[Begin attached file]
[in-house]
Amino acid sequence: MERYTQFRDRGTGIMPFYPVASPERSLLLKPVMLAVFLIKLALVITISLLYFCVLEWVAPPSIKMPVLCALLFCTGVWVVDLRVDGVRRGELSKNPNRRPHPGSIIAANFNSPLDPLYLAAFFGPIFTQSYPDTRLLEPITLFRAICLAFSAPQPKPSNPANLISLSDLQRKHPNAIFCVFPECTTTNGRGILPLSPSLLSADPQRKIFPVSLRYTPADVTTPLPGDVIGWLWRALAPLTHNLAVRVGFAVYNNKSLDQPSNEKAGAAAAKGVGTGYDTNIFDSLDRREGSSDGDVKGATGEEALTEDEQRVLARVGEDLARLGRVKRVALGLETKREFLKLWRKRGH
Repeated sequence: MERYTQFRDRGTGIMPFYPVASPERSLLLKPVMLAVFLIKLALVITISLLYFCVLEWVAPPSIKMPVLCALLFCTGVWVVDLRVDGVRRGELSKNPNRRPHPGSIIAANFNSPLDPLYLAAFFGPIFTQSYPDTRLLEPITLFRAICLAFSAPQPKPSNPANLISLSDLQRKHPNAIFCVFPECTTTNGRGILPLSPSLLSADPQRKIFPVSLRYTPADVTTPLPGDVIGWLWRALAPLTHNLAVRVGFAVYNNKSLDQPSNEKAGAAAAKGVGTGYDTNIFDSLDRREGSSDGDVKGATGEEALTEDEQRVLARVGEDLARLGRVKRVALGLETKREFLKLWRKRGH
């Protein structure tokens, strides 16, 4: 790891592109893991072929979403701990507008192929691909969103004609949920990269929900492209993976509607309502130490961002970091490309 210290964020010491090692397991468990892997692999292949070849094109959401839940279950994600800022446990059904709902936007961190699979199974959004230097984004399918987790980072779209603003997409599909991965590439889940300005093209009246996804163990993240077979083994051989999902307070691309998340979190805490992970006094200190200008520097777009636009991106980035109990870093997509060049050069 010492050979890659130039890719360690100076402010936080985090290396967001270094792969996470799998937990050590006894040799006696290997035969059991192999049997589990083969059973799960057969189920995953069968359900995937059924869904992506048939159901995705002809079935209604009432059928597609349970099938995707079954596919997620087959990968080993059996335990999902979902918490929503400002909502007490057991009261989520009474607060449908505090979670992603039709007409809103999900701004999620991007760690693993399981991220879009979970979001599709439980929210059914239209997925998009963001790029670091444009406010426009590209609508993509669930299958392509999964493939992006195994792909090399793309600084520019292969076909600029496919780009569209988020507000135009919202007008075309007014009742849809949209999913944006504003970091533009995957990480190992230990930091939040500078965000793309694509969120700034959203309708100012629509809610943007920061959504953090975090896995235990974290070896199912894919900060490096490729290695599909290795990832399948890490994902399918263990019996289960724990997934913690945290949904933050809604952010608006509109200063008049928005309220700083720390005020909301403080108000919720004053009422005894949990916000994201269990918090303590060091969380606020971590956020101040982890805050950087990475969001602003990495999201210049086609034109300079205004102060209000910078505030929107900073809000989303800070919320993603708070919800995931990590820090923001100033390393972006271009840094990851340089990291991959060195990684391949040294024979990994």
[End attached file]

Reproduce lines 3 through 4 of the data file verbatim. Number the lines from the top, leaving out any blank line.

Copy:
Repeated sequence: MERYTQFRDRGTGIMPFYPVASPERSLLLKPVMLAVFLIKLALVITISLLYFCVLEWVAPPSIKMPVLCALLFCTGVWVVDLRVDGVRRGELSKNPNRRPHPGSIIAANFNSPLDPLYLAAFFGPIFTQSYPDTRLLEPITLFRAICLAFSAPQPKPSNPANLISLSDLQRKHPNAIFCVFPECTTTNGRGILPLSPSLLSADPQRKIFPVSLRYTPADVTTPLPGDVIGWLWRALAPLTHNLAVRVGFAVYNNKSLDQPSNEKAGAAAAKGVGTGYDTNIFDSLDRREGSSDGDVKGATGEEALTEDEQRVLARVGEDLARLGRVKRVALGLETKREFLKLWRKRGH
């Protein structure tokens, strides 16, 4: 790891592109893991072929979403701990507008192929691909969103004609949920990269929900492209993976509607309502130490961002970091490309 210290964020010491090692397991468990892997692999292949070849094109959401839940279950994600800022446990059904709902936007961190699979199974959004230097984004399918987790980072779209603003997409599909991965590439889940300005093209009246996804163990993240077979083994051989999902307070691309998340979190805490992970006094200190200008520097777009636009991106980035109990870093997509060049050069 010492050979890659130039890719360690100076402010936080985090290396967001270094792969996470799998937990050590006894040799006696290997035969059991192999049997589990083969059973799960057969189920995953069968359900995937059924869904992506048939159901995705002809079935209604009432059928597609349970099938995707079954596919997620087959990968080993059996335990999902979902918490929503400002909502007490057991009261989520009474607060449908505090979670992603039709007409809103999900701004999620991007760690693993399981991220879009979970979001599709439980929210059914239209997925998009963001790029670091444009406010426009590209609508993509669930299958392509999964493939992006195994792909090399793309600084520019292969076909600029496919780009569209988020507000135009919202007008075309007014009742849809949209999913944006504003970091533009995957990480190992230990930091939040500078965000793309694509969120700034959203309708100012629509809610943007920061959504953090975090896995235990974290070896199912894919900060490096490729290695599909290795990832399948890490994902399918263990019996289960724990997934913690945290949904933050809604952010608006509109200063008049928005309220700083720390005020909301403080108000919720004053009422005894949990916000994201269990918090303590060091969380606020971590956020101040982890805050950087990475969001602003990495999201210049086609034109300079205004102060209000910078505030929107900073809000989303800070919320993603708070919800995931990590820090923001100033390393972006271009840094990851340089990291991959060195990684391949040294024979990994």